Van Morrison got the name right for his new album. He isn’t sailing into the mystic, or listening to the lion, or seeking hymns to the silence. He’s looking to spend three-to-six minutes throwing some rhymes around, nailing a couple of clichés, sprinkling them with organ-based blues and a few nods toward Hank Williams and calling it a day. When he does decide to stretch to the seven-minute mark for the album’s closer, “Behind the Ritual,” his mantra consists of slurring variations on “drinking wine” and “blah, blah, blah.” But, while the album falls short of transcendence, it still has its appeal. He’s not referencing Iggy Pop, just keeping it simple—and plenty weird.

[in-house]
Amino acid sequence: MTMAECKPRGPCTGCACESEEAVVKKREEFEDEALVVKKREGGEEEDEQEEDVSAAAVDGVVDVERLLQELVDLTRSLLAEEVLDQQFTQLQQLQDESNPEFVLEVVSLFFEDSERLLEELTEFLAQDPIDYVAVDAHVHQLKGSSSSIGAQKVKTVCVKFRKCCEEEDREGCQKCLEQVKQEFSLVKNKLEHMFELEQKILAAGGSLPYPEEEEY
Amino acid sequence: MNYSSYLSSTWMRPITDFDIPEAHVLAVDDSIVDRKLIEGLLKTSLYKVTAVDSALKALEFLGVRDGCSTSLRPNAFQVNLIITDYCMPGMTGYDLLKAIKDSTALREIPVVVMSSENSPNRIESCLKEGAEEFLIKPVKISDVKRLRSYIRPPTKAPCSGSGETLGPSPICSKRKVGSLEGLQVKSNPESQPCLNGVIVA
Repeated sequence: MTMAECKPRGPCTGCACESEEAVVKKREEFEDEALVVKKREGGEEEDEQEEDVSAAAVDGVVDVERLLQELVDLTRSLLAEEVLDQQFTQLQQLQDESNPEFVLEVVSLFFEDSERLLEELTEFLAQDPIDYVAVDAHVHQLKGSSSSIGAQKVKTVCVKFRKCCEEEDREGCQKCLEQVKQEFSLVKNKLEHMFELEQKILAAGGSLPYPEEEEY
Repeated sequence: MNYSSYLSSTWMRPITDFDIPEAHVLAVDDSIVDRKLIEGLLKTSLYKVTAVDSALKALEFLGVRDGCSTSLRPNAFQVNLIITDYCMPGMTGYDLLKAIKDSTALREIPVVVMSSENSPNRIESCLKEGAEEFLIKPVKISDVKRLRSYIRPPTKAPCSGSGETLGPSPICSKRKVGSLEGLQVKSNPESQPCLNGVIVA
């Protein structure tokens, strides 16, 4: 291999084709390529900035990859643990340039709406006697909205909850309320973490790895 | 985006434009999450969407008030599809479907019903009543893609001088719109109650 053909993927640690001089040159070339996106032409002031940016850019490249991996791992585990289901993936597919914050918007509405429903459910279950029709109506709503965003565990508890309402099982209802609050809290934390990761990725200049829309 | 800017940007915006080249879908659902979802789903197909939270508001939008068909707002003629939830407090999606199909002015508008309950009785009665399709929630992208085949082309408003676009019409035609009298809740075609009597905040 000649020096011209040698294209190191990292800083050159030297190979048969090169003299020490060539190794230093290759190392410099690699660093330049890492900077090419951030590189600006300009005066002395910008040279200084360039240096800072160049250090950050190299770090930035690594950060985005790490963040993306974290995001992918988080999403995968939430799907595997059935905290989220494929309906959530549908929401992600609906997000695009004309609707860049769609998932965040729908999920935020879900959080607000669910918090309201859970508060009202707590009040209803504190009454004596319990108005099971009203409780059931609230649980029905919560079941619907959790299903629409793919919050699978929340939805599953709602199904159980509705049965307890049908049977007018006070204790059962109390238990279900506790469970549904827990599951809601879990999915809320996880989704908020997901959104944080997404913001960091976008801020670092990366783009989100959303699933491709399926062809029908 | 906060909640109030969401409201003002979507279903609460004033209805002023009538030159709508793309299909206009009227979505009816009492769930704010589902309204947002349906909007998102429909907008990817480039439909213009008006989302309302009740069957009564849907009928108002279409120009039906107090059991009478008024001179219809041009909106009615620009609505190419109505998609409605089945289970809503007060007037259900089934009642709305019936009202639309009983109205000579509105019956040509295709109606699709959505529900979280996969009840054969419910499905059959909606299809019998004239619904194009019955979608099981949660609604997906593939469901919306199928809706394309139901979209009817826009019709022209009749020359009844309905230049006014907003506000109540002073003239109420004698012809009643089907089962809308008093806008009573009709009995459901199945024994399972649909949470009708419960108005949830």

From just about any other singer, you’d call it a phone-in. But Morrison is such a master of inflection and timing that even his rote exercises pack extra buzz. And, of course, there’s his wonderfully twisted sense of humor. (That’s by-the-numbers nightclub blues deliberately perking up behind “Don’t Go To Nightclubs Anymore.”) “People come and people go, one monkey don’t stop no show” popped into his head and became the first line for “No Thing.” He once sold us a non-existent “Veedon Fleece” along with viaducts in dreams that had cracks in their mobile steel rims, so really, why argue lyrics? In the end, it’s about sound. “Lover Come Back” feels forlorn like “I’m So Lonesome I Could Cry,” “Song of Home” lopes along like a Celtic-country version of “Green, Green Grass of Home” and through it all, the voice never disappoints.
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